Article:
THE Bishop of Durham, the Rt Revd Paul Butler, has severely criticised the Home Office after it rejected an asylum application based on clumsy biblical exegesis.
Bishop Butler accuses Home Office staff of religious illiteracy, and says that the department needs to “radically” change its understanding of all religious beliefs.
Bishop Butler’s comments came after it was revealed that an Iranian Christian was denied asylum in the UK by the Home Office. The person, who has not been named, was told that his or her claim to have converted from Islam to Christianity because it was a “peaceful” faith was “inconsistent” with passages of the Bible.
The letter from the Home Office quotes the Book of Revelation, among passage the Bible, which, it says, are “filled with imagery of revenge, destruction, death and violence”. The letter argues: “These examples are inconsistent with your claim that you converted to Christianity after discovering it is a ‘peaceful’ religion, as opposed to Islam which contains violence, rage and revenge.”
Nathan Stevens, the asylum-seeker’s caseworker, tweeted: “I’ve seen a lot over the years, but even I was genuinely shocked to read this unbelievably offensive diatribe being used to justify a refusal of asylum.
“Whatever your views on faith, how can a government official arbitrarily pick bits out of a holy book and then use them to trash someone’s heartfelt reason for coming to a personal decision to follow another faith?”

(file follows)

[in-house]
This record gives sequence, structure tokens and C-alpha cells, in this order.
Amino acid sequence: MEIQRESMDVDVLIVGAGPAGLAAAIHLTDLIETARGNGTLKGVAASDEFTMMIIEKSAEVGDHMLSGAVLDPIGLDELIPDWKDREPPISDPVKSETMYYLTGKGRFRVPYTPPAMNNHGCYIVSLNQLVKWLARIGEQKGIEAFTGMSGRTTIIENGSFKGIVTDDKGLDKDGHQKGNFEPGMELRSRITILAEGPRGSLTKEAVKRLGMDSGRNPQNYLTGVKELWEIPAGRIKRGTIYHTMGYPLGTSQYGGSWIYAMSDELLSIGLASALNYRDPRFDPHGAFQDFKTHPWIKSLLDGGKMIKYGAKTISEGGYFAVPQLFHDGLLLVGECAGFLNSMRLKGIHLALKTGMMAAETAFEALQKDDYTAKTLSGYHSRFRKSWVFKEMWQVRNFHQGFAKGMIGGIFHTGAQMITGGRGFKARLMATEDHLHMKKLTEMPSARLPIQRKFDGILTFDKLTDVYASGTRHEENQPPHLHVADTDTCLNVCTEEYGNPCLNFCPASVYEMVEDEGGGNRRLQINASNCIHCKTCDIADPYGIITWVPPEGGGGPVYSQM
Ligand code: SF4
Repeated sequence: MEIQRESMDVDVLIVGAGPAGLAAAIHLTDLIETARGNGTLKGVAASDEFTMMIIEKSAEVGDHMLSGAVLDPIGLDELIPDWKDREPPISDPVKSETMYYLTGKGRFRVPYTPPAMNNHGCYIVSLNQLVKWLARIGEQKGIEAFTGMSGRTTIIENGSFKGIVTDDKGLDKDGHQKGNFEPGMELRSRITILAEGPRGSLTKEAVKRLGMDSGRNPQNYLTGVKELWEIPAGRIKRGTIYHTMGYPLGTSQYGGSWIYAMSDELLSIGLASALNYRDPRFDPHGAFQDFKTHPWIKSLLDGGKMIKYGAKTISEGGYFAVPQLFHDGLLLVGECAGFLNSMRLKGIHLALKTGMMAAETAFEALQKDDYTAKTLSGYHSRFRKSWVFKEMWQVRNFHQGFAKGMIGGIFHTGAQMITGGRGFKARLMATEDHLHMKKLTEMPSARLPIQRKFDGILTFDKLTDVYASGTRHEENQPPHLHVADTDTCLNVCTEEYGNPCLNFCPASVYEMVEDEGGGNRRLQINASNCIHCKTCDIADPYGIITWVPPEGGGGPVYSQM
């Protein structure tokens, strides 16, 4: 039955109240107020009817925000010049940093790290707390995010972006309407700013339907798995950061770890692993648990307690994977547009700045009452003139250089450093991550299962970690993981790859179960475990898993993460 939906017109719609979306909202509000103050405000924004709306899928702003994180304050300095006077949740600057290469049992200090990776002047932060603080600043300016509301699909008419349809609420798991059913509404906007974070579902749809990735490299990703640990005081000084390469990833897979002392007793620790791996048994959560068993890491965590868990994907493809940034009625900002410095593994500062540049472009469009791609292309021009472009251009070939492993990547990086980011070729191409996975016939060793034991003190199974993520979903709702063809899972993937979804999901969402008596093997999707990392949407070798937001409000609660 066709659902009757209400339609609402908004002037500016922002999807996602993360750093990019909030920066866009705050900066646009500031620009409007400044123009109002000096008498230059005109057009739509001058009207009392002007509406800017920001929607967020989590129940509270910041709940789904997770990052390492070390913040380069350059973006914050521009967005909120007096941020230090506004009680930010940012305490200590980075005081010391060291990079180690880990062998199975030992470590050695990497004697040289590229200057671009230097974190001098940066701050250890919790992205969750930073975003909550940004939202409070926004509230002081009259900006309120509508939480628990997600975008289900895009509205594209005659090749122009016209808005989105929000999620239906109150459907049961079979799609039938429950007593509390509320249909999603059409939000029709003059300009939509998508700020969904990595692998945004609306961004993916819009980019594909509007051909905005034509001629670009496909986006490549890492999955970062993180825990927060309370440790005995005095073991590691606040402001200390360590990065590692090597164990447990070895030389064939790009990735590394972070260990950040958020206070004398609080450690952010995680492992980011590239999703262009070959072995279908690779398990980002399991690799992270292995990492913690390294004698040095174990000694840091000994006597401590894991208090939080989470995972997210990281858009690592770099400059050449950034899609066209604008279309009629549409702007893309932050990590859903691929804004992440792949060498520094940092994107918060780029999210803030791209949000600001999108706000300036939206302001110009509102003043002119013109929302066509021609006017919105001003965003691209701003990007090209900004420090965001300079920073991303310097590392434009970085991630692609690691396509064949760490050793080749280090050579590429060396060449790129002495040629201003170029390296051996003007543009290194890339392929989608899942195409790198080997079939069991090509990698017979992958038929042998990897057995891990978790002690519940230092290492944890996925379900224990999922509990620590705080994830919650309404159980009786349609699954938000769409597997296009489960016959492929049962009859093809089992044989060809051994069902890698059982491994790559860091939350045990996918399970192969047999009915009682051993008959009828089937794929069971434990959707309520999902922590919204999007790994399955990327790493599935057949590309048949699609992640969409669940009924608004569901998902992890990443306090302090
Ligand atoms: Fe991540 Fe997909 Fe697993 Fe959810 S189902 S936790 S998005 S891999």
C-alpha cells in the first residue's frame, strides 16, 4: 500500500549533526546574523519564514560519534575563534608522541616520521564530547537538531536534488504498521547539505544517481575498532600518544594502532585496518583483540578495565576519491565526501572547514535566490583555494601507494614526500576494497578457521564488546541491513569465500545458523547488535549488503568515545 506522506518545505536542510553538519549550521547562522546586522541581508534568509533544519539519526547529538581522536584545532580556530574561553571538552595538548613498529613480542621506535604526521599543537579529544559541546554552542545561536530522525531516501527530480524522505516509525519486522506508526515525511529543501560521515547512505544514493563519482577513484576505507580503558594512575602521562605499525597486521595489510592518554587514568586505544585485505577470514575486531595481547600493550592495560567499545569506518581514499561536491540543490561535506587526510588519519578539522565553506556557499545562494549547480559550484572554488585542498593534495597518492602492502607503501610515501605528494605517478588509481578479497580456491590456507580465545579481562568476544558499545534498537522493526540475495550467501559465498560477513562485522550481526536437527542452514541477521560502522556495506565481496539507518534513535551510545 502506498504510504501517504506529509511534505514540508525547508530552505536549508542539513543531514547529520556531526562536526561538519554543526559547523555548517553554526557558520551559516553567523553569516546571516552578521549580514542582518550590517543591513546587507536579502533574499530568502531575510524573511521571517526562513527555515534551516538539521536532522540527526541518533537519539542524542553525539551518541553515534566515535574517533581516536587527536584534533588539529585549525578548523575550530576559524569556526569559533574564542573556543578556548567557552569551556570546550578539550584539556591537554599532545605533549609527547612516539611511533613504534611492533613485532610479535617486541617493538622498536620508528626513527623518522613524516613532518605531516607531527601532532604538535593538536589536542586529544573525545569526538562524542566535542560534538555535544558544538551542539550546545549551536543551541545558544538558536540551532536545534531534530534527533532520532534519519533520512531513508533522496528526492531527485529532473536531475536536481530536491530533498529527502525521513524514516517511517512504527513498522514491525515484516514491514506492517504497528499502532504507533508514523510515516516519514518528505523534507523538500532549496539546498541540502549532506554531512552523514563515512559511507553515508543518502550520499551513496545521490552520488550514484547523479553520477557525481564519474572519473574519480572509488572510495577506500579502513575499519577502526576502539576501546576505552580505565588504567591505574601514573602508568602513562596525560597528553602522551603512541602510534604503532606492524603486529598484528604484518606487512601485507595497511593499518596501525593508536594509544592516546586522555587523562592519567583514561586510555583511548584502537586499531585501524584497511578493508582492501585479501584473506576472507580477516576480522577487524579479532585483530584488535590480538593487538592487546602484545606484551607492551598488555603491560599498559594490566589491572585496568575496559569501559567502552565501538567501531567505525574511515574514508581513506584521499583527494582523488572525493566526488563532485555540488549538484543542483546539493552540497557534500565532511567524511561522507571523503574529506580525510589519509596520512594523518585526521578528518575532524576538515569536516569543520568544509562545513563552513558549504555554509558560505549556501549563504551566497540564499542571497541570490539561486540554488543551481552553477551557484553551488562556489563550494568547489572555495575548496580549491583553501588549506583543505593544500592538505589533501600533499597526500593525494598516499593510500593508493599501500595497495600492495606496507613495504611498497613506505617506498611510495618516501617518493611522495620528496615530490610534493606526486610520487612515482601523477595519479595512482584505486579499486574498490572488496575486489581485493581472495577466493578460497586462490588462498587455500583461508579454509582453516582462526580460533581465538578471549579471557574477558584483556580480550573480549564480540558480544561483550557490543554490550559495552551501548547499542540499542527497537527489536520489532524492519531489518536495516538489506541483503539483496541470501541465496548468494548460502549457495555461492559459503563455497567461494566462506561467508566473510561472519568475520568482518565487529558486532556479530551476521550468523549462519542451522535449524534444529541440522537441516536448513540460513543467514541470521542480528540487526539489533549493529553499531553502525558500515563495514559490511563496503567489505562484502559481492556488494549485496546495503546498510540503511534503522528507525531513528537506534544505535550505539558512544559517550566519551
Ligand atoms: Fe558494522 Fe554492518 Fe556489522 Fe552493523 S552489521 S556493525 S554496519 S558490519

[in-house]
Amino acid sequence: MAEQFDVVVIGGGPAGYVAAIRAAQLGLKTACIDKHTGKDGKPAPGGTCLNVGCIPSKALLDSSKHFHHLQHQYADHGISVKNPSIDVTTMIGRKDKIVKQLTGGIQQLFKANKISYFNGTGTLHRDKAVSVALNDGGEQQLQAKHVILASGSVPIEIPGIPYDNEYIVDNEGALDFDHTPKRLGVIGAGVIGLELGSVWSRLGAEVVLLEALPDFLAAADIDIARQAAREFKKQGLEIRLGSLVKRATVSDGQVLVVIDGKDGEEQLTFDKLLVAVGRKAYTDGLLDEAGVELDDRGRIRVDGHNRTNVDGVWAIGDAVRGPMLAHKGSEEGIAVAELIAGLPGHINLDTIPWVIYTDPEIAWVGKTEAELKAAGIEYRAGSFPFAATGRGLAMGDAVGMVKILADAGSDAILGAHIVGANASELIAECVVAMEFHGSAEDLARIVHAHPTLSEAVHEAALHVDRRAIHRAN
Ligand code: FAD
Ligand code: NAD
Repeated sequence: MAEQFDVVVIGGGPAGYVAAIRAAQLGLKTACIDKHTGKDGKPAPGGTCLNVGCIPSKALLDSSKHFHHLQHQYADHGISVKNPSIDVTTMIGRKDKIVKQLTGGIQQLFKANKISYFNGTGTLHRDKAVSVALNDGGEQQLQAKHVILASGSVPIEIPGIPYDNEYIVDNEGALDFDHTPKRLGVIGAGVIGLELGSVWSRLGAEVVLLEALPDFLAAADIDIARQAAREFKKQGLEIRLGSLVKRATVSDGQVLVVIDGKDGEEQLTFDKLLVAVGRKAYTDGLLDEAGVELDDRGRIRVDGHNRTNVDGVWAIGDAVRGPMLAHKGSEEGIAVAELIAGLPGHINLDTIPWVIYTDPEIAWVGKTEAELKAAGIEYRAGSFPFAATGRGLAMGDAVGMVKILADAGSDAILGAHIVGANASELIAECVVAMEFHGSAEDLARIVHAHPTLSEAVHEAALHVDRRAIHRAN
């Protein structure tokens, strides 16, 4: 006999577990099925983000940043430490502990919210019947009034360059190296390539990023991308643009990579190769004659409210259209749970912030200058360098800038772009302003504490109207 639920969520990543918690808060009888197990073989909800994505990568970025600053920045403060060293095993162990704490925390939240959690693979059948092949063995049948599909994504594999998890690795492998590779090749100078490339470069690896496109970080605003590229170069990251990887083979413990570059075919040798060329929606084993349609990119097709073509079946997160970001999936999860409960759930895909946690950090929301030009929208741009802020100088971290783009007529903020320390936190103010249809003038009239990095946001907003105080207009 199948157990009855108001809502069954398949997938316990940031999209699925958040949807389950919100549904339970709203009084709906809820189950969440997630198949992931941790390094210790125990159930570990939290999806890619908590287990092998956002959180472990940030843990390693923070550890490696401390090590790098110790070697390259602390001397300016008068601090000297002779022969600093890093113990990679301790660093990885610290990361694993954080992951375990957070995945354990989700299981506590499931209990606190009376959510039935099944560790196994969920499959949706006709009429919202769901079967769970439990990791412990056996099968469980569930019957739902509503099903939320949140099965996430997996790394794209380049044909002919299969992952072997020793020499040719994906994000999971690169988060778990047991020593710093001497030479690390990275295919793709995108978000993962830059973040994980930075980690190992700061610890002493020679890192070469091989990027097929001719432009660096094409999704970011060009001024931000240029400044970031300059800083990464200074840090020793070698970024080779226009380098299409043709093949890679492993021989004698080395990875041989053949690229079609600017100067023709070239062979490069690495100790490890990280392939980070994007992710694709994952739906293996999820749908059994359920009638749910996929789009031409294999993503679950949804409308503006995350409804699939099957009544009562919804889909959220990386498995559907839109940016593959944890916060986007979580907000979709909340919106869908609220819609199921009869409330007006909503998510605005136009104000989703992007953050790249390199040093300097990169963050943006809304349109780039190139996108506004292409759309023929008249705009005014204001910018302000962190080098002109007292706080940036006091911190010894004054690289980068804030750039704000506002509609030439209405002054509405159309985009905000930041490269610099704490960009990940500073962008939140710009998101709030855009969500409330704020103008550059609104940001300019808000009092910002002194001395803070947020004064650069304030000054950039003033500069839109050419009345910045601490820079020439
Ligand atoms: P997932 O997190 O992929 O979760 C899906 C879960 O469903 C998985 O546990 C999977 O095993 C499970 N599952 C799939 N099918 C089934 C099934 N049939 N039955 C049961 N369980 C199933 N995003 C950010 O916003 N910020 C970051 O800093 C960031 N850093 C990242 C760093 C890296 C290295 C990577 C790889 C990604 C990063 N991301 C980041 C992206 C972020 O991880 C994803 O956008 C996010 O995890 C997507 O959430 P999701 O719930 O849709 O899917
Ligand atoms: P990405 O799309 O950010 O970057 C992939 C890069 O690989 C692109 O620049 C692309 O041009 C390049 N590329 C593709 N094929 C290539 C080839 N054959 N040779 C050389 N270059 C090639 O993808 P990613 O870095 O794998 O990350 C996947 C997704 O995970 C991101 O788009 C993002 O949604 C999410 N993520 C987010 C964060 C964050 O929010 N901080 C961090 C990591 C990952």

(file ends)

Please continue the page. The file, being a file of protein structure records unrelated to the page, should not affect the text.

He said on Wednesday that his client would be appealing against the Home Office decision.
Bishop Butler said on Thursday: “I am extremely concerned that a Government department could determine the future of another human being based on such a profound misunderstanding of the texts and practices of faith communities.
“To use extracts from the Book of Revelation to argue that Christianity is a violent religion is like arguing that a government report on the impact of climate change is advocating drought and flooding.
“It is good that the Home Office has recognised that this decision is inconsistent with its policies and that its staff need better training, but the fact that these comments were made at all suggests that the problem goes deeper than a lack of religious literacy among individual civil servants, and indicates that the management structures and ethos of the Home Office, when dealing with cases with a religious dimension, need serious overhaul.”
He concluded: “I look forward to hearing what changes in training and practice follow from this worrying example.
“The Church of England has regularly raised the issue of the religious literacy of staff at all levels within the Home Office. This fresh case shows just how radically the Home Office needs to change in its understanding of all religious beliefs.”
A Home Office spokesperson said on Thursday: “This letter is not in accordance with our policy approach to claims based on religious persecution, including conversions to a particular faith.
“We continue to work closely with key partners, including the APPG on International Freedom of Religion and a range of faith groups, to improve our policy guidance and training provided to asylum decision-makers so that we approach claims involving religious conversion in the appropriate way.”
Satbir Singh, the chief executive of JCWI, said: “This shows, yet again, that pursuing a political obsession with ‘getting numbers down,’ while gutting the Home Office’s budget, forces staff to find the most spurious of reasons to reject applications. It’s horrifying that the British government is now manufacturing theology rather than investing in an asylum system that works for everyone.”